1st Edition

Working with Interpreters in Psychological Therapy The Right To Be Understood

By Jude Boyles, Nathalie Talbot Copyright 2017
    86 Pages
    by Routledge

    86 Pages
    by Routledge

    This book is a practical and helpful guide for therapists that outlines best practice in working with interpreters. It provides an accessible tool for therapists working in a range of settings from small unfunded therapy teams in the voluntary sector to primary care work.

    Working with Interpreters in Psychological Therapy has been written collaboratively by a therapist and an interpreter working in the refugee sector. The writers reflect upon how therapists can manage some of the complex dynamics that can occur in the triadic relationship and explore how the presence of an interpreter can bring additional psychological benefits to clients.

    This book is essential reading for therapists working in cross-cultural settings, as well as the organizations in which they work.

    Preface  Introduction  1. Preparatory work and booking an interpreter for the first time  2. The role of the interpreter  3.Briefing the interpreter   4. Good practice in working with interpreters in therapy  5. De-briefing the interpreter  6.Managing challenging dynamics  7.Managing shifting power dynamics in the triad  8. Support and supervision of the interpreter 9. Ending the three-way relationship at closure of therapy  10.Interpreting on the phone or via Skype  11.Working with children and young people  12. Interpreters in couple and family therapy  13.Interpreters in a therapy group setting


    Jude Boyles is a BACP Senior Accredited psychological therapist having qualified in 1994. She specializes in working with people seeking asylum and refugees. In 2003, Jude established the Freedom from Torture North West Centre in Manchester and managed the service there until April 2017. Since 2017, Jude has worked for the Refugee Council in South Yorkshire, where she established and now manages a therapeutic service for UN resettled refugees. She also has a private UK/ international supervision practice. Jude is the co-founder and board member of TortureID. She also works as a national trainer with refugee survivors of torture and has trained extensively in the field of domestic violence and child sexual abuse as well.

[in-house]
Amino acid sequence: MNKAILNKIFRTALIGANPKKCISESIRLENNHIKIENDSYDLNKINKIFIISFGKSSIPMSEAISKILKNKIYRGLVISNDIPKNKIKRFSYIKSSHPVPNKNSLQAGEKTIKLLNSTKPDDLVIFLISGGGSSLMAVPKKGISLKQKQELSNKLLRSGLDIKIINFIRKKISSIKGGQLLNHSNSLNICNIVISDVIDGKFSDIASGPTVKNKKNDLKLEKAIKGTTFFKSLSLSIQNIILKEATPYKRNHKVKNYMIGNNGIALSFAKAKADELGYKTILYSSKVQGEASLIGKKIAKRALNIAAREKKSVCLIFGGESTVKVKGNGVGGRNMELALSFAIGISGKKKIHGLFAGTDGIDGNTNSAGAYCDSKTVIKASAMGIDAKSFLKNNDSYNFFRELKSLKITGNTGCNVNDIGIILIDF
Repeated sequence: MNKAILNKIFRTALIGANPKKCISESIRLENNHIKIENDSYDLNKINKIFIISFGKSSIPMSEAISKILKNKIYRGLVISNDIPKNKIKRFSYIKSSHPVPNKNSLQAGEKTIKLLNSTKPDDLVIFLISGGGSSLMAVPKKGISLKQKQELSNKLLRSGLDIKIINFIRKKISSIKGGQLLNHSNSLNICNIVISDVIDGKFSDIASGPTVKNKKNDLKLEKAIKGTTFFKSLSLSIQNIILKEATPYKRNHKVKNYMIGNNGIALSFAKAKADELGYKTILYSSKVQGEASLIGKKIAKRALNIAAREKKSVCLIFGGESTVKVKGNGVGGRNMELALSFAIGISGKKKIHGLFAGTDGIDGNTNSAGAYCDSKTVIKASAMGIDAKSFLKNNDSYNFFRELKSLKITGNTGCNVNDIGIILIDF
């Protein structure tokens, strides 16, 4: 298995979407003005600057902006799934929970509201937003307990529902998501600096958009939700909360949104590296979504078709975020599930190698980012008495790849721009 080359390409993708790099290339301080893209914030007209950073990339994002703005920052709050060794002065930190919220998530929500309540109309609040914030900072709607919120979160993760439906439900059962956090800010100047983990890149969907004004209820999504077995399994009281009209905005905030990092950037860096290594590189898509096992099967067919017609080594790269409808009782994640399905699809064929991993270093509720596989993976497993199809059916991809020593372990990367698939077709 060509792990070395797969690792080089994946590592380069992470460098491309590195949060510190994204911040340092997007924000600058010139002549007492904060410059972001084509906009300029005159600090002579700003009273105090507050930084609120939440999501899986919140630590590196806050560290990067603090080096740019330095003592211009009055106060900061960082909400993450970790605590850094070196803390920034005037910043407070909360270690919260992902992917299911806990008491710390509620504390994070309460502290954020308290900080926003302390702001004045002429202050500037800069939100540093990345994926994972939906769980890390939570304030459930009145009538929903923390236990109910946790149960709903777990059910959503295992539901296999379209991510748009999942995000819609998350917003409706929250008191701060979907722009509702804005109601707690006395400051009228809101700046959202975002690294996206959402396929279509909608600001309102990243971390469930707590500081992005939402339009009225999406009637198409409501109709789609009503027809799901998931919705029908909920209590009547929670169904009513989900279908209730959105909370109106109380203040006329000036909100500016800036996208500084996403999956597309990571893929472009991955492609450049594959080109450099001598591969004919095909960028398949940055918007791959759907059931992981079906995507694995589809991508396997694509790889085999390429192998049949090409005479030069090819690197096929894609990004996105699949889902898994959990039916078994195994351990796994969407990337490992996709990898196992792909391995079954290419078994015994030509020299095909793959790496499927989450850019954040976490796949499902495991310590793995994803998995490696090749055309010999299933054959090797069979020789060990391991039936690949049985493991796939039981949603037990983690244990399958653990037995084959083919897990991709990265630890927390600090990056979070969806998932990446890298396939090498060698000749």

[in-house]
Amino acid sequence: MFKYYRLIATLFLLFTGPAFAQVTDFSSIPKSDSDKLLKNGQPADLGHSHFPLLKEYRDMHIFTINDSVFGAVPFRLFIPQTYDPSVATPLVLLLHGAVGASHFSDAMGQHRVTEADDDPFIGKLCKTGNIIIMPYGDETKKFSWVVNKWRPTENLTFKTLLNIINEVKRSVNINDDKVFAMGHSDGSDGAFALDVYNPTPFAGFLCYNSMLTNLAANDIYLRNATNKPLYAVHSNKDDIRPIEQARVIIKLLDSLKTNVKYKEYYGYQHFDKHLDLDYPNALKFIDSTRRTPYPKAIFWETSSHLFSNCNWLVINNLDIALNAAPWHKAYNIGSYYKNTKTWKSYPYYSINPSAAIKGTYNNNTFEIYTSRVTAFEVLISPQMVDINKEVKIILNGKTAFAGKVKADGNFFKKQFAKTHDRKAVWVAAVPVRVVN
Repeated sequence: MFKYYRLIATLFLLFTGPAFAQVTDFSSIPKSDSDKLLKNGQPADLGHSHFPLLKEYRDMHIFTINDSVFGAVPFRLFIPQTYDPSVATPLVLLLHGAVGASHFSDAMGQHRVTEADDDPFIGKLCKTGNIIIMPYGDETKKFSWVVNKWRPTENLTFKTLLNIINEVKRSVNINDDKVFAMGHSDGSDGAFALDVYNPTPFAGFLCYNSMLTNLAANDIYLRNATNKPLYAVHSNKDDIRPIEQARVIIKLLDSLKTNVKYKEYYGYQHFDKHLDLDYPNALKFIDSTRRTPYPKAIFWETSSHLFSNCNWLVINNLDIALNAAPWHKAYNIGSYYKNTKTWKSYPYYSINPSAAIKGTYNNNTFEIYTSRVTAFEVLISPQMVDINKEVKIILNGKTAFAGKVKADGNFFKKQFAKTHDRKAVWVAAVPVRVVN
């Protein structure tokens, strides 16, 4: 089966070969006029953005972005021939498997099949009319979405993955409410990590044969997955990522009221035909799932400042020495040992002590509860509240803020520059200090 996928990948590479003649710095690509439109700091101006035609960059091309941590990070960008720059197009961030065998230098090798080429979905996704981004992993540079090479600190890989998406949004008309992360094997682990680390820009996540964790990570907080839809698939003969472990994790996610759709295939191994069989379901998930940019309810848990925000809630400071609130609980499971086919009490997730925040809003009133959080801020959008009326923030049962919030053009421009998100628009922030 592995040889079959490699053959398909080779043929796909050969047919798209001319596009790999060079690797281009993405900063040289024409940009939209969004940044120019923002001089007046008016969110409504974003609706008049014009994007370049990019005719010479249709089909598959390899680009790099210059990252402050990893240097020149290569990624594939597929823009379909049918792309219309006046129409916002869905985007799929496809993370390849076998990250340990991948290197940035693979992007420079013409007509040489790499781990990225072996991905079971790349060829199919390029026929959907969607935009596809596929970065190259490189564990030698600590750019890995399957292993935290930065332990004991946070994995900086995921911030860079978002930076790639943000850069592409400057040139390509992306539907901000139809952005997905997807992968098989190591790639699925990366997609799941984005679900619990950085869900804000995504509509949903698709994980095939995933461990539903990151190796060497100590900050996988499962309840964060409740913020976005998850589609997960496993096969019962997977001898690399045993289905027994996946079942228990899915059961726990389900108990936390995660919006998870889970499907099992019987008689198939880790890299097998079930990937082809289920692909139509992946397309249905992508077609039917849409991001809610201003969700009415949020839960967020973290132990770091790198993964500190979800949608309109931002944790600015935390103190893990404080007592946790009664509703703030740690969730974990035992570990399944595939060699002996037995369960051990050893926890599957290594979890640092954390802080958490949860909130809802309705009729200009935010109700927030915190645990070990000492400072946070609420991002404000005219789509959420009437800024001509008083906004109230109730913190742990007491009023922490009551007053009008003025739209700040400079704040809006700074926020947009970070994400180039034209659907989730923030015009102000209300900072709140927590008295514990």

Jude has edited a book for PCCS Books, co-written a Shortform book for Routledge, published chapters in edited book collections and written articles in two BACP journals. She has also co-edited the book Groupwork with Refugees and Survivors of Human Rights Abuses: The Power of Togetherness, Routledge 2022.

    Nathalie Talbot used to be a bilingual assistant at the Ethnic Diversity Service in Stockport, helping refugee children in primary schools. She is currently teaching the Ascentis Level 3 course in Community Interpreting. Nathalie has worked as an interpreter and trainer with Freedom from Torture North West since 2003.

    " This highly practical guide for therapists and interpreters provides a timely set of tips and guidelines based on years of experience delivering interpreter-mediated therapy. It addresses the needs and the anxieties of therapists and interpreters working together for the best possible outcomes for clients. The authors challenge the myth that interpreter- mediated therapy involves a loss and a reduction in emotional connection and depth. They provide significant examples from their own model of collaborative practice which has enhanced their ability to relate, provide psychological safety and containment and reach clients who are in great distress. This book is essential reading for any practitioner who wants to ensure that their practice is inclusive of multilingual populations and that it is delivered on the principles of linguistic justice."

    Dr Beverley Costa, CEO and Clinical Director of Mothertongue multi-ethnic counselling service www.mothertongue.org.uk